Plastic & Reconstructive Surgery:
Use of Indocyanine Green Fluorescent Lymphography for Evaluating Dynamic Lymphatic Status
Suami, Hiroo M.D., Ph.D.; Chang, David W. M.D.; Yamada, Kiyoshi M.D.; Kimata, Yoshihiro M.D.
Department of Plastic Surgery, University of Texas M. D. Anderson Cancer Center, Houston, Texas (Suami, Chang)
Department of Plastic and Reconstructive Surgery, Okayama University, Okayama, Japan (Yamada, Kimata)
Correspondence to Dr. Suami, Department of Plastic Surgery, Unit 443, University of Texas M. D. Anderson Cancer Center, 1515 Holcombe Boulevard, Houston, Texas 77030-4009, firstname.lastname@example.org
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Visualization of the lymphatic system is a challenging problem. Recently, an indocyanine green fluorescent lymphography system was developed for visualizing the lymphatic vessels.1–3 Indocyanine green is a water-soluble compound, and it has been widely used for assessing cardiac output, hepatic function, and ophthalmic angiography. Indocyanine green emits energy in the near-infrared region between 750 and 810 nm when it is bound to protein in the tissue. This feature is advantageous for investigating deep tissue structures.
We used an indocyanine green fluorescent lymphangiography system (Photodynamic Eye; Hamamatsu Photonics K.K., Hamamatsu, Japan) composed of a camera unit, near-infrared–emitting diodes, and a controller unit that operates the camera. The charge-coupled device camera has a fixed focus ranging from 15 to 25 cm, which allows investigation of a 10 × 10-cm field with one image. The system can detect anatomical structures by detecting near-infrared radiation in the tissue at a depth of approximately 10 mm from the surface.
The lymphatic anatomy in the upper extremity was investigated using indocyanine green fluorescent lymphography in three healthy volunteers without any medical history of vascular disease or lymphedema. Indocyanine green (0.01 to 0.02 ml) was injected into each finger web intradermally. After a few minutes, fluorescent images of lymphatic vessels emerged at the dorsal hand and ran longitudinally toward the proximal arm (Fig. 1). (See Video, Supplemental Digital Content 1, which demonstrates indocyanine green fluorescent lymphography in a healthy limb, http://links.lww.com/PRS/A297.) They ascended in the posterior forearm and then gradually changed direction toward the medial side of the upper arm en route to the axilla. The flow was facilitated by spontaneous muscle movement and squeezing the vessel from the outside.
We used indocyanine green fluorescent lymphography in three patients with breast cancer–related lymphedema under general anesthesia before a lymphaticovenular shunt operation. Indocyanine green was injected intradermally into the finger webs and at three locations at the volar side of the wrist. Soon after the injections, fluorescent stains were identified proximal to the injection sites. The lymphatic vessels could be identified at the dorsal hand, but a patchy reticular honeycomb-like structure could be seen in the forearm instead of the linear structure seen in the healthy volunteers without lymphedema (Fig. 2). (See Video, Supplemental Digital Content 2, which demonstrates indocyanine green fluorescent lymphography in a lymphedematous limb, http://links.lww.com/PRS/A298.) In two cases, one or two collecting lymphatic vessels could be identified at the medial elbow region. Skin incisions (approximately 2 to 3 cm) were made at these identified sites, and prominent and patent lymphatic vessels were found. Surgical findings and image data were concurrent with high accuracy.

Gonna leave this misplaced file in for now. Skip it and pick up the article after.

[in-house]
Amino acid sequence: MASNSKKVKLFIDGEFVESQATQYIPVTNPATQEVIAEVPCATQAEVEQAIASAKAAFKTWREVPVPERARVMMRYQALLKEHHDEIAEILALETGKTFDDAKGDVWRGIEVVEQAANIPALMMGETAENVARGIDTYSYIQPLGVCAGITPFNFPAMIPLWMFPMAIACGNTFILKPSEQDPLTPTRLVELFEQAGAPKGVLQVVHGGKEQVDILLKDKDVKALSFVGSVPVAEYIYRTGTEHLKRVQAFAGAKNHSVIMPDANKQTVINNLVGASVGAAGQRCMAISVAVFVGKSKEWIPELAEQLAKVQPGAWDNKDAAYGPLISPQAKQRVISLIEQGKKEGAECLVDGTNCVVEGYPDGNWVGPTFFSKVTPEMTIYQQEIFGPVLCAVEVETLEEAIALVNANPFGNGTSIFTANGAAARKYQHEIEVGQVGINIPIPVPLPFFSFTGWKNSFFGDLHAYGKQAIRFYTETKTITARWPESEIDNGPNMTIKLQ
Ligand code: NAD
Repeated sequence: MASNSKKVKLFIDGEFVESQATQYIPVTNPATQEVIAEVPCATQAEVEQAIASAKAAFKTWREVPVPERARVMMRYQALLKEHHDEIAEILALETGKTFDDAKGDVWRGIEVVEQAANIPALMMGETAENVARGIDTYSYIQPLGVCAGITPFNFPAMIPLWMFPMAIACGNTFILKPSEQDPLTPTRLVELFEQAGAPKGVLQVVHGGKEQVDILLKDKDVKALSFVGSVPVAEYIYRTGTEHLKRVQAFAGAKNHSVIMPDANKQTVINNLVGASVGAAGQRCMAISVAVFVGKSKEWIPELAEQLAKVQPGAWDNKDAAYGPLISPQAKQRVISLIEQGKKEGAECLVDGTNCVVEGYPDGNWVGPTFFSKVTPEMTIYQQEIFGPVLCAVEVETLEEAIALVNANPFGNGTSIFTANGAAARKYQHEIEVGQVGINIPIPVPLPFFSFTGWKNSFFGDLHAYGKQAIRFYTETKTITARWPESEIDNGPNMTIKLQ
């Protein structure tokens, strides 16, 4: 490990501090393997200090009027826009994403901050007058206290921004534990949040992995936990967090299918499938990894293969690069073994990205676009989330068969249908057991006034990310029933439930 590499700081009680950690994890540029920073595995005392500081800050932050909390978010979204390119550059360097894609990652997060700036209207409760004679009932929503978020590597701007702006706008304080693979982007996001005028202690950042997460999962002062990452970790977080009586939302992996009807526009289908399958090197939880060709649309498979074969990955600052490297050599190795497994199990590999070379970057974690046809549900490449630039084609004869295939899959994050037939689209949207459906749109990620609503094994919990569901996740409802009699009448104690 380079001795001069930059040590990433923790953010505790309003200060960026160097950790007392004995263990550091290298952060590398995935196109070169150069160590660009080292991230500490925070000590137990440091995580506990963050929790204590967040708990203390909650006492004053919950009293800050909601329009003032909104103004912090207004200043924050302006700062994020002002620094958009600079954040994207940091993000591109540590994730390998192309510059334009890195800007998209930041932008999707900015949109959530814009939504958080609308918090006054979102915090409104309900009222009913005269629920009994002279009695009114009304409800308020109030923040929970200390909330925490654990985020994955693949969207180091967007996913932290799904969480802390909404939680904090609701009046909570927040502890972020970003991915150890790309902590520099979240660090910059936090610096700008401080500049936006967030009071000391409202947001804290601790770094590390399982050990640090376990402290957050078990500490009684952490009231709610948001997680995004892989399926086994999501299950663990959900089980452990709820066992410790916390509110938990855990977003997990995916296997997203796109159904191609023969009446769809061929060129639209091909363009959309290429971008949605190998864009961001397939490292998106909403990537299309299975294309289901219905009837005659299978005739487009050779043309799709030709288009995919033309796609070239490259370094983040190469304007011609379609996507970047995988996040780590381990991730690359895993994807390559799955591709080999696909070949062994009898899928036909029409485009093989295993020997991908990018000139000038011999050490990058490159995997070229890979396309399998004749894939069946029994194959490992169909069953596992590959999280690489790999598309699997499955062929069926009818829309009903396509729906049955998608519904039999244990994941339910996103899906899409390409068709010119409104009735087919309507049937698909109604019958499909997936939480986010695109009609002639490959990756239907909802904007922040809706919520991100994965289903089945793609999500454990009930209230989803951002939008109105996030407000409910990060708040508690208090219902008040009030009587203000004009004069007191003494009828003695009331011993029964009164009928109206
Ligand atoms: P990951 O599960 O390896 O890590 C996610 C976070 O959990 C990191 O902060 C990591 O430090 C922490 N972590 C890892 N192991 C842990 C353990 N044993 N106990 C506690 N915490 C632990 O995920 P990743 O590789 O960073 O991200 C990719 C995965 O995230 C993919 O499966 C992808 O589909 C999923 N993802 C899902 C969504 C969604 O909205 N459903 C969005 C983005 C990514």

We demonstrated the differences in the anatomy of the lymphatic system between healthy upper limbs and lymphedematous limbs. We observed the reticular structures only in the lymphedematous limbs. These findings are similar to the “dermal backflow” sign observed in lymphangiography and lymphoscintigraphy.4,5
Using this indocyanine green system, an incision can be made precisely over the collecting lymphatic vessels. This allows for the prompt identification of the functional lymphatic vessels and has the potential to significantly improve the outcomes of lymphovenous shunt operations.
Hiroo Suami, M.D., Ph.D.
David W. Chang, M.D.
Department of Plastic Surgery
University of Texas M. D. Anderson Cancer Center
Kiyoshi Yamada, M.D.
Yoshihiro Kimata, M.D.
Department of Plastic and Reconstructive Surgery
The authors have no financial interest to declare in relation to the content of this article.
1. Kitai T, Inomoto T, Miwa M, Shikayama T. Fluorescence navigation with indocyanine green for detecting sentinel lymph nodes in breast cancer. Breast Cancer
2. Unno N, Inuzuka K, Suzuki M, et al. Preliminary experience with a novel fluorescence lymphography using indocyanine green in patients with secondary lymphedema. J Vasc Surg.
3. Ogata F, Narushima M, Mihara M, Azuma R, Morimoto Y, Koshima I. Intraoperative lymphography using indocyanine green dye for near-infrared fluorescence labeling in lymphedema. Ann Plast Surg.
4. Feldman MG, Kohan P, Edelman S, Jacobson JH II. Lymphangiographic studies in obstructive lymphedema of the upper extremity. Surgery
5. Sty JR, Boedecker RA, Scanlon GT, Babbitt DP. Radionuclide “dermal backflow” in lymphatic obstruction. J Nucl Med.
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